Housing Market in Israel Slows as Sales Fall, Buyers Seek Cheaper Homes

Investors, however, remain strong presence in market, treasury report finds

New residential apartment blocks stands during construction in Jerusalem, Israel, on Sunday, March 16, 2014.

Israel’s housing market is showing continued signs of cooling off, amid shrinking sales and a move to lower-priced properties, the Finance Ministry chief economist said in a report on the real estate sector released on Monday.

In the first seven months of the year, residential sales fell 13% from the same period in 2016, to about 60,300. The figure was down 21% from its peak in January to July 2015.

In addition to declining sales, the average home price dropped, to 1.64 million shekels ($465,000) in July from 1.75 million shekels in March. The chief economist said this did not reflect declining prices, but rather that buyers sought cheaper properties.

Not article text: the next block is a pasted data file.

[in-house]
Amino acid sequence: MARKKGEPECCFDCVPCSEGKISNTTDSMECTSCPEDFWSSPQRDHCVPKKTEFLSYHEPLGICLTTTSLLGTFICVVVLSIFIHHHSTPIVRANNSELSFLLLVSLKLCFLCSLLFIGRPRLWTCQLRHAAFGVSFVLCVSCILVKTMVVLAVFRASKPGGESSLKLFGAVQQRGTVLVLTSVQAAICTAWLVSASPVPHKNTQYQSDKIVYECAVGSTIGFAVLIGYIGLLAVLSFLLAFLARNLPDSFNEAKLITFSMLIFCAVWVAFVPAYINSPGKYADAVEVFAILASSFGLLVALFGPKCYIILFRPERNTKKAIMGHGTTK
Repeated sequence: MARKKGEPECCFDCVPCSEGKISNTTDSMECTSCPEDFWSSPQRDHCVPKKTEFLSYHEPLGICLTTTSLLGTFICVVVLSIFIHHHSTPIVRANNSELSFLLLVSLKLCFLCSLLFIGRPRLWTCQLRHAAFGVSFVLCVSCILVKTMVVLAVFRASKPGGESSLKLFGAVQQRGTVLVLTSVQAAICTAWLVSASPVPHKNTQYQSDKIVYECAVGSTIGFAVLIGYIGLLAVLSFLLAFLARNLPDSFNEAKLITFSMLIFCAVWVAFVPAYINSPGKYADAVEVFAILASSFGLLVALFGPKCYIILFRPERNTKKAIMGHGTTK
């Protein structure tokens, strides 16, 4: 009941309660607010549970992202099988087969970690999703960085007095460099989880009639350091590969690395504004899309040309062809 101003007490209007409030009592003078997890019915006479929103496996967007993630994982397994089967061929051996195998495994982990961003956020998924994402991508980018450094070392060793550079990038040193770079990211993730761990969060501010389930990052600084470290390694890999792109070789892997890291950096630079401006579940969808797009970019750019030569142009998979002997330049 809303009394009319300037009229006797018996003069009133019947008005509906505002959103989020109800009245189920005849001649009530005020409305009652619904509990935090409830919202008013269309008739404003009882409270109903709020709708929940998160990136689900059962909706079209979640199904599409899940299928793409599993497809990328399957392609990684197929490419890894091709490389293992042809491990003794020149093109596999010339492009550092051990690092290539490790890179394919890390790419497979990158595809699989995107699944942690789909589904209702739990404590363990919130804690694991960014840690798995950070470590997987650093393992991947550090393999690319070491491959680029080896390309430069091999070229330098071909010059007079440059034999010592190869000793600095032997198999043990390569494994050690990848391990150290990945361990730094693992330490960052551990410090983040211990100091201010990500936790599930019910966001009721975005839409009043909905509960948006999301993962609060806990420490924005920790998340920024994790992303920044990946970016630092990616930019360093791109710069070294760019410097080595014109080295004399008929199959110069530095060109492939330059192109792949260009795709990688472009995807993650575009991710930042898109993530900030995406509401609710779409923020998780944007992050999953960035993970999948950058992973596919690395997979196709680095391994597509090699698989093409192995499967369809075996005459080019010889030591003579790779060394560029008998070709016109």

The drop also reflected a surge in home buying by members of Hever, a buyers club for career army officers that has tremendous purchasing power and that negotiated discounts with the builder Gindi Holdings, the treasury said.

Another factor was Finance Minister Moshe Kahlon’s Mahir Lemishtaken program for lower-cost housing that has also depressed prices, it said.

About the only area showing strength was home-buying by property investors, which in July reached its highest point since September 2016. Investors bought about 1,700 homes during the month, up from 1,600 in June, accounting for 19% of all home purchases.

Kahlon has sought to deter investors in order to free up more housing for people buying homes as a primary residence. However, his plan to impose a tax on owners of three or more residential properties was dealt a setback last month by the High Court of Justice, which ordered lawmakers to vote again on the law making it possible.